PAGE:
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Title Self-Referential Features in Sacred Texts
Publication Date
Degree MA
Discipline/Department Religious Studies
Degree Level thesis
University/Publisher Florida International University
Abstract This thesis examines a specific type of instance that bridges the divide between seeing sacred texts as merely vehicles for content and as objects themselves: self-reference. Doing so yielded a heuristic system of categories of self-reference in sacred texts based on the way the text self-describes: Inlibration, Necessity, and Untranslatability. I provide examples of these self-referential features as found in various sacred texts: the Vedas, Āgamas, Papyrus of Ani, Torah, Quran, Sri Guru Granth Sahib, and the Book of Mormon. I then examine how different theories of sacredness interact with them. What do Durkheim, Otto, Freud, or Levinas say about these? How are their theories changed when confronted with sacred texts as objects as well as containers for content? I conclude by asserting that these self-referential features can be seen as ‘self-sacralizing’ in that they: match understandings of sacredness, speak for themselves, and do not occur in mundane texts.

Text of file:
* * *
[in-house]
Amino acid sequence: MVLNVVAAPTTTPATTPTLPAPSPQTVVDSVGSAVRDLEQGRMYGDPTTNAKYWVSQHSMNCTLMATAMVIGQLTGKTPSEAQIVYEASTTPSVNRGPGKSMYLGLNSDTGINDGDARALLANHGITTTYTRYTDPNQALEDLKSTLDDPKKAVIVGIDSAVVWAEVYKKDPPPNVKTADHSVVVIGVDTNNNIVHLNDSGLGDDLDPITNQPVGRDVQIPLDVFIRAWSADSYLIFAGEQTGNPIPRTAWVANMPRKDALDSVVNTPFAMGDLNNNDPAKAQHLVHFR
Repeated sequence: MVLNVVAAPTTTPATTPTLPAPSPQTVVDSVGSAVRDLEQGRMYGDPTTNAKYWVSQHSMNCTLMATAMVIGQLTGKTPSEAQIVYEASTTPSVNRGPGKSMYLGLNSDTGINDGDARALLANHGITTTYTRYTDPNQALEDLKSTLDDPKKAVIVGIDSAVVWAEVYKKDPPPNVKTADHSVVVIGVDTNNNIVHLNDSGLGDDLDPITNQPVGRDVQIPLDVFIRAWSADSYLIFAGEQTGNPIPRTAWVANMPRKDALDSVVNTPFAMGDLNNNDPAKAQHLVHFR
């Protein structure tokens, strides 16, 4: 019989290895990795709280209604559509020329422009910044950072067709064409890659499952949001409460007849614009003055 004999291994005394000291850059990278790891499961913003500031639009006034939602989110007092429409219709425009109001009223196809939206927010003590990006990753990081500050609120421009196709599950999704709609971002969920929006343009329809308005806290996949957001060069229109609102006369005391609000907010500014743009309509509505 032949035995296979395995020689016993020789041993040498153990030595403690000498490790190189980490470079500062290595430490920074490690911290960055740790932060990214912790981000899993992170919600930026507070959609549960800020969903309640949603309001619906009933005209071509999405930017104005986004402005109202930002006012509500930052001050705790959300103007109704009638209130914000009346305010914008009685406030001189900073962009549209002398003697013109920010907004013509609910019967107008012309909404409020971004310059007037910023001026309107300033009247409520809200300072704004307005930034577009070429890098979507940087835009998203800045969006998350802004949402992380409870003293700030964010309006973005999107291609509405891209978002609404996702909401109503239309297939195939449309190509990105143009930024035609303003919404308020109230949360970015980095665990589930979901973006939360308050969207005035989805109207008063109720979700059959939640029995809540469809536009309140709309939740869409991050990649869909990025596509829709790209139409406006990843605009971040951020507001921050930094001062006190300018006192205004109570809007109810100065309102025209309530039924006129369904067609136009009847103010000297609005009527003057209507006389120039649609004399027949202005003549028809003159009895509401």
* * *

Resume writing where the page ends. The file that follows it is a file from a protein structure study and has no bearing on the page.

Subjects/Keywords Hermeneutics; Religious Literature; Sacred Texts; Scripture; Translation; Literacy Theory; Religious Studies; Textual Criticism; Material Culture; Comparative Literature; Comparative Methodologies and Theories; Continental Philosophy; History of Religion; Jewish Studies; Other Anthropology; Other Religion; Reading and Language; Rhetoric and Composition; Sociology of Religion; Theory and Philosophy; Translation Studies
Contributors Oren B. Stier; Whitney Bauman; Steven M. Vose
Country of Publication us
Record ID oai:digitalcommons.fiu.edu:etd-5124
Repository fiu
Date Retrieved
Date Indexed 2020-01-06
Created Date 2018-06-28 07:00:00

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